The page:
Now that you’ve made it this far, you just need to know the proper way to dry your hair. As reviewed in the washing section, you should now be aware that you do some water-sqeezing in the shower, as well as some additional light squeeze-drying outside of the shower with a microfiber towel like this one. (Word to the wise: I hate the turban-style ones. It may just be me, but they never fit my head correctly. The longer flat ones are better, and will be sure to hold all of your hair as it grows.)
Once this is done, some of you may be finished. As I mentioned earlier, the less you touch, tousle, and otherwise disrupt your hair, the better. This sounds silly, but avoid wind and body movement as much as possible. Often I go straight to work after washing and drying, enduring the subway ride, windy streets, and running a few blocks to the office, but my hair always looks better when I do it on a weekend morning when I can sit calmly and watch a movie while it dries. If you have really short layers on top (less length to pull against the hair closer to your scalp) it is also more likely to dry nicely without additional interference. I am talking 5-7-inch layers. If you have longer layers on the top, or canopy, of your hair, you will most likely need to encourage more volume up top. Here are my favorite clips for the drying technique:
Ouidad Duckbill Clips ($5 for a set of 6)
Goody Hair Claw Clips ($5-$6 for a pack of 12)
I definitely prefer the Ouidad clips because it is much easier to use that style clip in this capacity. You may think that they look similar to something you already have. By all means, try it and see if they work for you.
This part is the hardest to master, and it took me years to be happy with my skills. You may hear of other ways to do this, but the two I mention here are the ones I’ve tried and have been happy with. When the hair is wet, you want to use the clips to lift hair from the root in order to help it dry faster and perk up a bit more. This is how the Duckbill clips should look if you’ve put them in correctly (you should do a row of 3 going from the front of your scalp toward the back):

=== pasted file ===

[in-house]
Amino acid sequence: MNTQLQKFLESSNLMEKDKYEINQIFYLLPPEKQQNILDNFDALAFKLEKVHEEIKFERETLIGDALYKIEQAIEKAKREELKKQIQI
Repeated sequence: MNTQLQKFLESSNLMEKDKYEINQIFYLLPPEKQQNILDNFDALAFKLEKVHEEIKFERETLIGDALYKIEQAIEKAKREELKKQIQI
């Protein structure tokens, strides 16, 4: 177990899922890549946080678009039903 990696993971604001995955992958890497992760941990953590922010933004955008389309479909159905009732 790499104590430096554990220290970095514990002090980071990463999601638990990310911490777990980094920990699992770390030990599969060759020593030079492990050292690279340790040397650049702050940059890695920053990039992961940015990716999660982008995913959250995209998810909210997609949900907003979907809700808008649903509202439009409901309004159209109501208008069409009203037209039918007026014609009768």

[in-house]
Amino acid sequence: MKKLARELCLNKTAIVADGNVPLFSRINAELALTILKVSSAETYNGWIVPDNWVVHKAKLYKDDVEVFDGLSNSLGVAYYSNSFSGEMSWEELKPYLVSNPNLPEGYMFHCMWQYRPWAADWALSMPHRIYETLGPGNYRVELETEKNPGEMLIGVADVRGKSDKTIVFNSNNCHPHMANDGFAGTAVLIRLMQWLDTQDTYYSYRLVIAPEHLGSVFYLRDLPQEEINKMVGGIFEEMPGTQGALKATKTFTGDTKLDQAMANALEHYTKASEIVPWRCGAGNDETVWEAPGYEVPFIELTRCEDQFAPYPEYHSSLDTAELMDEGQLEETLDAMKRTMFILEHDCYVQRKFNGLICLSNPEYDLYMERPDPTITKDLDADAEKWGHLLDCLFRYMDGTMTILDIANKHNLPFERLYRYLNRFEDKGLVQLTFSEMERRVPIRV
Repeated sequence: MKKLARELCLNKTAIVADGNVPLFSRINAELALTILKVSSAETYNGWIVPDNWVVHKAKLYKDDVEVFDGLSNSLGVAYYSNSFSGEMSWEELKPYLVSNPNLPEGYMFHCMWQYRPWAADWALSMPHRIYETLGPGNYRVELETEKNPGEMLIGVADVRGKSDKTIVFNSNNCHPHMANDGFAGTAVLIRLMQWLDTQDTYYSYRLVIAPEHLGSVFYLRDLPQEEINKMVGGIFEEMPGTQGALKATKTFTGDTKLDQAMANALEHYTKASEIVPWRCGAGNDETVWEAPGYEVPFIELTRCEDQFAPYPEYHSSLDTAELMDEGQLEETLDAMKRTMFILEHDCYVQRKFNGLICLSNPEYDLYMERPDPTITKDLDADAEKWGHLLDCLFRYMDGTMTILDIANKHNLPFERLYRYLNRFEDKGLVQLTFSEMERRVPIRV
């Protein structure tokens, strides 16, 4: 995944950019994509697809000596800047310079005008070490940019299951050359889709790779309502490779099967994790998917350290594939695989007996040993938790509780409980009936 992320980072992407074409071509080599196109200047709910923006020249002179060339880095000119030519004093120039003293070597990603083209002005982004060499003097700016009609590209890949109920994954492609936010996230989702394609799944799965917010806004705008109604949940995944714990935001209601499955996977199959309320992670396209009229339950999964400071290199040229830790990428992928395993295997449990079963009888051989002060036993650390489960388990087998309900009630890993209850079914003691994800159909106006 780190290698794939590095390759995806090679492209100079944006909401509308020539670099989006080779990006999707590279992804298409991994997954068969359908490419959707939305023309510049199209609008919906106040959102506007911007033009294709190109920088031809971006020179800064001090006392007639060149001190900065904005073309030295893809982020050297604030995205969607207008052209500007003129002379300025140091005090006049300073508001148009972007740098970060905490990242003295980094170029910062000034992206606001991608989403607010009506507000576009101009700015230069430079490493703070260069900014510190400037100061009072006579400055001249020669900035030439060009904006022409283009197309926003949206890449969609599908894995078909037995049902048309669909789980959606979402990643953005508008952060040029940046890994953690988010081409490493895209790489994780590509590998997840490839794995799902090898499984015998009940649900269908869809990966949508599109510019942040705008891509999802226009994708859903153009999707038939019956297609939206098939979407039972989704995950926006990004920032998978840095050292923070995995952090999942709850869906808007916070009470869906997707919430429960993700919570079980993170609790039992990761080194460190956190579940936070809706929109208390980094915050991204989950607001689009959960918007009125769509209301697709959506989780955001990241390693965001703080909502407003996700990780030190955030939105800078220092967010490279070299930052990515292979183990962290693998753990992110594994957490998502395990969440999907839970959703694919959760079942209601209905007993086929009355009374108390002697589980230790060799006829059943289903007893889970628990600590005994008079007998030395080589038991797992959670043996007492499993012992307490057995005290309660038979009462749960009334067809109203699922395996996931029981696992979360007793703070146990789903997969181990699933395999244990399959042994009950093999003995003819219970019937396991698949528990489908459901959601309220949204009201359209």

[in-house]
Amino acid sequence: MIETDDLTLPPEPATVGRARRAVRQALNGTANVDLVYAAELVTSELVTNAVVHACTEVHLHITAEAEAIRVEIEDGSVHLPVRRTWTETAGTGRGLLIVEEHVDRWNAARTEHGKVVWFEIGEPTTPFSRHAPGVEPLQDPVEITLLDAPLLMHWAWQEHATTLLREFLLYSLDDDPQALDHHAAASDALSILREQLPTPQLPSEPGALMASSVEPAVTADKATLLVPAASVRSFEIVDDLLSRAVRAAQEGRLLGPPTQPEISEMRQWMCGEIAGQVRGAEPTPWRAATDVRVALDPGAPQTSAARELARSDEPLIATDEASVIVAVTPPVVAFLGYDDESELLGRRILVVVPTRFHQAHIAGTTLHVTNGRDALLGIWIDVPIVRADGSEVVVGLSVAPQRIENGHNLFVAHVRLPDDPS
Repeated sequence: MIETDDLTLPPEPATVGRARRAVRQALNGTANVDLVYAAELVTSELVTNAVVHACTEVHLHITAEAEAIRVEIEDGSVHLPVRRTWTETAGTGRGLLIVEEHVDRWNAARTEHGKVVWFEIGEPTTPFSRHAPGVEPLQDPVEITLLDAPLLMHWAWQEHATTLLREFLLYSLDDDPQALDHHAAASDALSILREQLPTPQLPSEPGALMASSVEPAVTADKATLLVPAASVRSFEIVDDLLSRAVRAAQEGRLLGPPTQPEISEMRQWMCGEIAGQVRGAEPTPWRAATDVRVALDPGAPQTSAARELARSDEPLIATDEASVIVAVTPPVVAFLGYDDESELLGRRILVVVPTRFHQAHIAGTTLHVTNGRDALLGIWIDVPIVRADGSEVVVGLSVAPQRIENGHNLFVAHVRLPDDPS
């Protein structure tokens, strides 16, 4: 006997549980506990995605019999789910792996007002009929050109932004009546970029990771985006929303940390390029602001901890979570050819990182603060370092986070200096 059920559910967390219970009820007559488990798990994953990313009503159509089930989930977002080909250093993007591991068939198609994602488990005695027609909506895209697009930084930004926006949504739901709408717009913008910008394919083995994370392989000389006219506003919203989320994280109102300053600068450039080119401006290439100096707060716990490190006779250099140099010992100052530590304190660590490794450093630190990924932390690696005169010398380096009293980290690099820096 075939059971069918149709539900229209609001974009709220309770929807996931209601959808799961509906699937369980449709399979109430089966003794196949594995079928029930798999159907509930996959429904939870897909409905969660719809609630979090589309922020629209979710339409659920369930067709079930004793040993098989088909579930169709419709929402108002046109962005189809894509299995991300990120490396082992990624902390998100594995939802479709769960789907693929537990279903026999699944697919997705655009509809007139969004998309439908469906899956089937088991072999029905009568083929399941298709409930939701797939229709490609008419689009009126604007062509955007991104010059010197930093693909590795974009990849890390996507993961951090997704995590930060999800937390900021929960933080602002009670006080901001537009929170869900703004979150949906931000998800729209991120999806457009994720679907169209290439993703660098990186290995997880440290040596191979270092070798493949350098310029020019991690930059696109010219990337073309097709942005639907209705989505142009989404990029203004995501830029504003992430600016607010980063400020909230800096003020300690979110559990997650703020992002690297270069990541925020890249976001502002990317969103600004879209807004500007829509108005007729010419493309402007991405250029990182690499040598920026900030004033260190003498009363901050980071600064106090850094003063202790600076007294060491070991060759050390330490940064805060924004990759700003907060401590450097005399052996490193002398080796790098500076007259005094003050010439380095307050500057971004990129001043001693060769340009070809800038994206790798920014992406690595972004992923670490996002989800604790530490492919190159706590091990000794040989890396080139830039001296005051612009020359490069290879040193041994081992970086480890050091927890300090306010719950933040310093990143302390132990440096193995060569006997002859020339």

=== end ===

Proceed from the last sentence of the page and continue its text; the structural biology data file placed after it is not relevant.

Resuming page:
The claw clips are a bit trickier. In essence, you want to do a criss cross, taking hair chunks on opposing sides of your scalp and crossing them over one another. You do 3 or 4 rows going backward.
If you are in a rush and don’t have the luxury of lounging around with crazy-lady clips in your hair, you may want to speed things up. When I’m in a rush, or when I’m washing my hair in the morning before work on cold days, I use a special diffuser. This is not your mother’s diffuser, it’s something a bit different.
Let me explain. The DevaSun DevaFuser diffuses the right way. First I will explain why the traditional diffuser isn’t ideal. It’s purpose is to puff the hair up, give it volume, body, and spring (I’d guess that it was invented sometime around the 80′s since it achieves that era’s signature level of outrageous puffiness). If that’s what you’re going for, then you should certainly use it. The reason it does this is because it’s designed to cup the hair from the bottom, and it cannot reach the roots of the hair. It also freely ruffles the hair shaft with strong air currents, which causes the strands to repel each other and stand apart. If you’ve been paying attention, any motion in which you are encouraging the curls to tighten with upward scrunching will cause spirals and volume. If you want sleeker, longer-looking hair, the DevaFuser is the way to go.
a) You can press it against the hair from the side lightly, and the hair shaft is as undisturbed as possible.
b) You will easily slip through your hair toward the roots without disturbing the shaft. Always go from underneath, never directly above the canopy of the hair.
Trust me, it’s a very worthwhile investment. It’s always better not to have to use the dryer, but if it’s cold out and/or you’re in a rush to go somewhere, it’s ok to use. I limit the use of it to a once or a few times a week, depending on the time of year.